A lot of debate surrounds the origin of this legendary quote. Some historians attribute it to Greek philosophy, namely Socrates; others say he cannot take the credit.
To be honest, I am not interested in the historic roots of this maxim. I am only interested in what these two simple words mean for me when put together. It is that the journey of self-discovery should never stop. Yet it does. We go through life in erratic bursts of finding out what we want, when we want and even who we want. Then we settle into a routine of complacency and stagnation. It’s a normal process of life and there is nothing wrong with that until we are jolted from our seats and realise that the old way of handling things will no longer do.
When life throws a curveball, sometimes we fall right off the path which we were once on. Whilst we try to refocus and time moves silently on, this leads to retrospection which itself leads to introspection. In the process of that, we really begin to know who we are. We learn our limits vs. our capabilities, our strengths vs. our weaknesses, our friends vs. our enemies. All those things suddenly become more apparent than ever before.
I never once imagined I would be running a house alone without a husband to raise my children – especially not because of a divorce. However, here I am and in these last five or so years, I’ve learnt a lot about myself. Here are a few of those things:
I will not allow anyone to denigrate me for being divorced; I have to shout much louder than a married woman to be heard and/or taken seriously; I have to be the steel armour which contains and protects the delicate parts of my family; I will never let my boys feel bereft in the absence of their father; I will do my best to remain financially independent of any help from others so as not to give them the chance to feel indebted to them.
The list above speaks of a certain kind of defiance in the face of a society that really does not do much to support women facing life on their own with their children. I can honestly say that it does take its toll on me mentally. It is quite draining to be perfectly honest. I have to present a bold front to the world and then turn around and face my boys and do the same for them. In a sense, I am living between two parallel realities and serving as a buffer between the two.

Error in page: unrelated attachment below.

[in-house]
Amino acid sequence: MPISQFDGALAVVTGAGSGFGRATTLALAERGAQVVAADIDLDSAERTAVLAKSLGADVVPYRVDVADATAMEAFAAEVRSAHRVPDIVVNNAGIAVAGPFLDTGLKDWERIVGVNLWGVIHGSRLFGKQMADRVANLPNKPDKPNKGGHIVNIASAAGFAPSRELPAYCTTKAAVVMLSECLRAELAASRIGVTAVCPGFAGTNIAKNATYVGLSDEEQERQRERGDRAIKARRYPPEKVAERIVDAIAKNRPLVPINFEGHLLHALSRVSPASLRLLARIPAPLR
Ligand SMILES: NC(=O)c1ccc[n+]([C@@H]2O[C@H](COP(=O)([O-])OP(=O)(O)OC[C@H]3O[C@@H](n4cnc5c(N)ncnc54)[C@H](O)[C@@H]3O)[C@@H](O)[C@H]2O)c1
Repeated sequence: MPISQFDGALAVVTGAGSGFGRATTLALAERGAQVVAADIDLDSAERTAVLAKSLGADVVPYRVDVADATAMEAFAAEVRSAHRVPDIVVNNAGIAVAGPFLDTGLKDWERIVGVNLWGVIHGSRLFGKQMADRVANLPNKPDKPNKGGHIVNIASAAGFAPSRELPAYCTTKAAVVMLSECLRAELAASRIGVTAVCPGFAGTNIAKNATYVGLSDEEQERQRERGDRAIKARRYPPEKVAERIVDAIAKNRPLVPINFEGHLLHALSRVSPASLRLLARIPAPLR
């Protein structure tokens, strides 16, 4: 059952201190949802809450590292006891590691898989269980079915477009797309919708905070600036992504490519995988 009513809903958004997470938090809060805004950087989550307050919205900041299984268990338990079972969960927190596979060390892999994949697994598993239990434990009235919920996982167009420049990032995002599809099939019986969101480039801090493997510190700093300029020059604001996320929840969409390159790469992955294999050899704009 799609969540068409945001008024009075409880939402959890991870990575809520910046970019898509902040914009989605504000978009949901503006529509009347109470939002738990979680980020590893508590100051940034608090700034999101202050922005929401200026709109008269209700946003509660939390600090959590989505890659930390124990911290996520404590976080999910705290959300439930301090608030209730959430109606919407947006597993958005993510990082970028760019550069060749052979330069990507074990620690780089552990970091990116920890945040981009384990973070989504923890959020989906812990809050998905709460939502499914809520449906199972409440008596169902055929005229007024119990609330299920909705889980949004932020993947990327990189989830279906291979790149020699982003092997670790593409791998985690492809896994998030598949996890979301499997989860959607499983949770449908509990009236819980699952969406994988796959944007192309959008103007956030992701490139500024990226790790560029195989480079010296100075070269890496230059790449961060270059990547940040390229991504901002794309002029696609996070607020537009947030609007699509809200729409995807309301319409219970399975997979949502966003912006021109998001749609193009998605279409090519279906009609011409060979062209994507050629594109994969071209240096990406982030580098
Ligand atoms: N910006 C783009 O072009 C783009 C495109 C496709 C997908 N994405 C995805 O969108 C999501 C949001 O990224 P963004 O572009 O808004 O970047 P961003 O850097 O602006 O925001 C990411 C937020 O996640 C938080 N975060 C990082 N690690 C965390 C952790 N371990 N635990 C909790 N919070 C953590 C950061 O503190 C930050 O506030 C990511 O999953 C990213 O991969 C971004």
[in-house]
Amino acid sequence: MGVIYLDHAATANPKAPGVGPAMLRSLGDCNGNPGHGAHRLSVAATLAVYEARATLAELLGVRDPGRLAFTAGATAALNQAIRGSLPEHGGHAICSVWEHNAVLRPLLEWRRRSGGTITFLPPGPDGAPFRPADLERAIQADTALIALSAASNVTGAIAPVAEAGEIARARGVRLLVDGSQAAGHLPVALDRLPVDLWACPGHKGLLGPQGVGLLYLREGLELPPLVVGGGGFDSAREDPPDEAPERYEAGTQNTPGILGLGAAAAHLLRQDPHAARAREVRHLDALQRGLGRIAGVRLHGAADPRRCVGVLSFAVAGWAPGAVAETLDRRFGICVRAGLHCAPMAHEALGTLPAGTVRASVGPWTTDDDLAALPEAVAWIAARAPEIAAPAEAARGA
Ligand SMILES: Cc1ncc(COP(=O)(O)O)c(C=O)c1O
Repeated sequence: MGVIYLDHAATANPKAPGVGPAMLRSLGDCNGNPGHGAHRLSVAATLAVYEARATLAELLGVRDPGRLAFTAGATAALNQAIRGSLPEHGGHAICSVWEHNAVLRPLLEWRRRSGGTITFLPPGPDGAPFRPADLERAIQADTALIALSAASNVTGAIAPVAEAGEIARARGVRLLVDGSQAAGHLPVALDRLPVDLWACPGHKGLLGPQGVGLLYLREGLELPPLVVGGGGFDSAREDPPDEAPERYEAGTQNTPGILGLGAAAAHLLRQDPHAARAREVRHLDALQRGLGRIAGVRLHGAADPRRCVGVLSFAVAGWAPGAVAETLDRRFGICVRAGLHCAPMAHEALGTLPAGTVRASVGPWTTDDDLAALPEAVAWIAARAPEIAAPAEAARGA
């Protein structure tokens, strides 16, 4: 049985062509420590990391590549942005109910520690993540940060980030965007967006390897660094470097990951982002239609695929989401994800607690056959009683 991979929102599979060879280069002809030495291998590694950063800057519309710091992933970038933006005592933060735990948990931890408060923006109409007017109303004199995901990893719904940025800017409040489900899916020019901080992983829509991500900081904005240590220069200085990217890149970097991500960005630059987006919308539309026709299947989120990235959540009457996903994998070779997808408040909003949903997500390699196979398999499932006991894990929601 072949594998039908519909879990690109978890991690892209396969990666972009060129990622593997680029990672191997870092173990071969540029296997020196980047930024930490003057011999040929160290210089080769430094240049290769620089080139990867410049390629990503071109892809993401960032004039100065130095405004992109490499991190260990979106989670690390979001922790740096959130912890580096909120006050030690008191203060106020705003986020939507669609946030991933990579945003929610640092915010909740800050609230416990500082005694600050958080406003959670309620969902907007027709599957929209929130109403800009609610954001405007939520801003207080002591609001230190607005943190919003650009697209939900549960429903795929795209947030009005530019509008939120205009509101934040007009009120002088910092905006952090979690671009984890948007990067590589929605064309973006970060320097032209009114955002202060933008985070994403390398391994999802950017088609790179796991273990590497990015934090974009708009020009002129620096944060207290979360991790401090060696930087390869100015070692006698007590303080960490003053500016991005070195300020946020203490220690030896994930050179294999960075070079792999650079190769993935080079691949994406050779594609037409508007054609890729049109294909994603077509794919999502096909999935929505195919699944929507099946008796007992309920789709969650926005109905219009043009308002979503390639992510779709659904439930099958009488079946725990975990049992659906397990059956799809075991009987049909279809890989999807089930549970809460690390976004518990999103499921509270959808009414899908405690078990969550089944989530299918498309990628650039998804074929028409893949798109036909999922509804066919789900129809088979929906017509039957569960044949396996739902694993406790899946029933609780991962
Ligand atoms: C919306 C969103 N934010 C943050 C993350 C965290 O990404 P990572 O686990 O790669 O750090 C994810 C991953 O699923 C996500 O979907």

However, life doesn’t afford me (and other women like me I guess) much scope to have bad days where you don’t feel like getting dressed or going out of the house. I have no choice but to go on. There is no second person to hand the reins over to. And the irony seems to be this: whilst I wear that armour as a strong facade, inside, the core is also very tired and weary.
People have sometimes asked me if I would consider remarriage. The short answer is ‘No’. I believe there’s a time in life for everything I wouldn’t feel the excitement one does when in their twenties and all the expectancies that come with the vigour of youth. I don’t have the desire or energy to get to know someone and nor do I wish to explain my own story so far. I am not cyncial of marriage or love but I know that marriage is not the panacea to my life now.
So, in summary, I have come to know about myself in ways I perhaps would never have done if I had continued in my marriage and allowed someone else to control where we would be going next, both in real terms and spiritually. Allah has given me a new set of circumstances through which He wants me to shine. InshaAllah (God willing), I hope I don’t miss many of those opportunities. Along the way, I will continue to know the updated and revised version of myself.